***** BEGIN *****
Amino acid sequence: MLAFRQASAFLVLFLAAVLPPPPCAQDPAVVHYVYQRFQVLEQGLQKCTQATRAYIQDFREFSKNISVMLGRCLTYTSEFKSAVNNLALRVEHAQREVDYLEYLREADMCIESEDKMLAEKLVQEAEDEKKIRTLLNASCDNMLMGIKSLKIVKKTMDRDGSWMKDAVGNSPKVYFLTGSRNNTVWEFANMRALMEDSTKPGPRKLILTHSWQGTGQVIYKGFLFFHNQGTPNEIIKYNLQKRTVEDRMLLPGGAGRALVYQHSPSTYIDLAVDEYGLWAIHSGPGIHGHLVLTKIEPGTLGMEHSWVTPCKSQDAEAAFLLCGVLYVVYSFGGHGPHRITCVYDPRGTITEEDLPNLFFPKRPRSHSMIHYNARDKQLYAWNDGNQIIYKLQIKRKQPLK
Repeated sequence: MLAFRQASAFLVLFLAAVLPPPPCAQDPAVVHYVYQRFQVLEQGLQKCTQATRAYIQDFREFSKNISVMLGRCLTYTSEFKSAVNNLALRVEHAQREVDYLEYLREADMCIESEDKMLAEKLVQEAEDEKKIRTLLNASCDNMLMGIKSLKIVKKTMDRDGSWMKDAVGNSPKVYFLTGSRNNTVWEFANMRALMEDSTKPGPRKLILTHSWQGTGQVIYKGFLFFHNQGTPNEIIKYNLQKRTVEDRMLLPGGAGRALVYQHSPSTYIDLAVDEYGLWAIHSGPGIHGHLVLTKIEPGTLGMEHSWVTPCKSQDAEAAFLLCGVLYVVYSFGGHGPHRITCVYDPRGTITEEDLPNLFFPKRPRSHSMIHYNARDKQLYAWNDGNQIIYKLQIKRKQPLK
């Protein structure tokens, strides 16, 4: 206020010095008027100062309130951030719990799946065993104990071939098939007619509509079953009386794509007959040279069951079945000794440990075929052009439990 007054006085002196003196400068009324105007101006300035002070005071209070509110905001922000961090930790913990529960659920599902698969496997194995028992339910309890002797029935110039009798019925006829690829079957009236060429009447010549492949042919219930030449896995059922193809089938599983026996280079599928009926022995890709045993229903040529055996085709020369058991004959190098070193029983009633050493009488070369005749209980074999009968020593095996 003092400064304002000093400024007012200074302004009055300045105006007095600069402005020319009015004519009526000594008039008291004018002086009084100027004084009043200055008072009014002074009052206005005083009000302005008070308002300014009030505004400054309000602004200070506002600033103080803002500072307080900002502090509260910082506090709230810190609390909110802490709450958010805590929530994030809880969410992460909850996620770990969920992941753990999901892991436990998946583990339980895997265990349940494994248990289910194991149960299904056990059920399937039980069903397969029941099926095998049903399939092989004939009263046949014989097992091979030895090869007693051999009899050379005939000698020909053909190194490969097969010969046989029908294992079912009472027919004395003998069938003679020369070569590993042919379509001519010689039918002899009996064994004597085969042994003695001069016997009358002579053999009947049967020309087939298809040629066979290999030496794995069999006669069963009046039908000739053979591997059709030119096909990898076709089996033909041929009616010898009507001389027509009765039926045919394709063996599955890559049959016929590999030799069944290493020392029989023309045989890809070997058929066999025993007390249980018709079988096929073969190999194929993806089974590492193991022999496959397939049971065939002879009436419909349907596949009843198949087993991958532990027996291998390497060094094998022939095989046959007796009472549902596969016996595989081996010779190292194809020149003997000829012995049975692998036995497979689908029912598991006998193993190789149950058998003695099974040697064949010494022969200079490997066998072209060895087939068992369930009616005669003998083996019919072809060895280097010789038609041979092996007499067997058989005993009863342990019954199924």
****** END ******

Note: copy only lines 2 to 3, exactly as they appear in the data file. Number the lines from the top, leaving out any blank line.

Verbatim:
Repeated sequence: MLAFRQASAFLVLFLAAVLPPPPCAQDPAVVHYVYQRFQVLEQGLQKCTQATRAYIQDFREFSKNISVMLGRCLTYTSEFKSAVNNLALRVEHAQREVDYLEYLREADMCIESEDKMLAEKLVQEAEDEKKIRTLLNASCDNMLMGIKSLKIVKKTMDRDGSWMKDAVGNSPKVYFLTGSRNNTVWEFANMRALMEDSTKPGPRKLILTHSWQGTGQVIYKGFLFFHNQGTPNEIIKYNLQKRTVEDRMLLPGGAGRALVYQHSPSTYIDLAVDEYGLWAIHSGPGIHGHLVLTKIEPGTLGMEHSWVTPCKSQDAEAAFLLCGVLYVVYSFGGHGPHRITCVYDPRGTITEEDLPNLFFPKRPRSHSMIHYNARDKQLYAWNDGNQIIYKLQIKRKQPLK
């Protein structure tokens, strides 16, 4: 206020010095008027100062309130951030719990799946065993104990071939098939007619509509079953009386794509007959040279069951079945000794440990075929052009439990 007054006085002196003196400068009324105007101006300035002070005071209070509110905001922000961090930790913990529960659920599902698969496997194995028992339910309890002797029935110039009798019925006829690829079957009236060429009447010549492949042919219930030449896995059922193809089938599983026996280079599928009926022995890709045993229903040529055996085709020369058991004959190098070193029983009633050493009488070369005749209980074999009968020593095996 003092400064304002000093400024007012200074302004009055300045105006007095600069402005020319009015004519009526000594008039008291004018002086009084100027004084009043200055008072009014002074009052206005005083009000302005008070308002300014009030505004400054309000602004200070506002600033103080803002500072307080900002502090509260910082506090709230810190609390909110802490709450958010805590929530994030809880969410992460909850996620770990969920992941753990999901892991436990998946583990339980895997265990349940494994248990289910194991149960299904056990059920399937039980069903397969029941099926095998049903399939092989004939009263046949014989097992091979030895090869007693051999009899050379005939000698020909053909190194490969097969010969046989029908294992079912009472027919004395003998069938003679020369070569590993042919379509001519010689039918002899009996064994004597085969042994003695001069016997009358002579053999009947049967020309087939298809040629066979290999030496794995069999006669069963009046039908000739053979591997059709030119096909990898076709089996033909041929009616010898009507001389027509009765039926045919394709063996599955890559049959016929590999030799069944290493020392029989023309045989890809070997058929066999025993007390249980018709079988096929073969190999194929993806089974590492193991022999496959397939049971065939002879009436419909349907596949009843198949087993991958532990027996291998390497060094094998022939095989046959007796009472549902596969016996595989081996010779190292194809020149003997000829012995049975692998036995497979689908029912598991006998193993190789149950058998003695099974040697064949010494022969200079490997066998072209060895087939068992369930009616005669003998083996019919072809060895280097010789038609041979092996007499067997058989005993009863342990019954199924």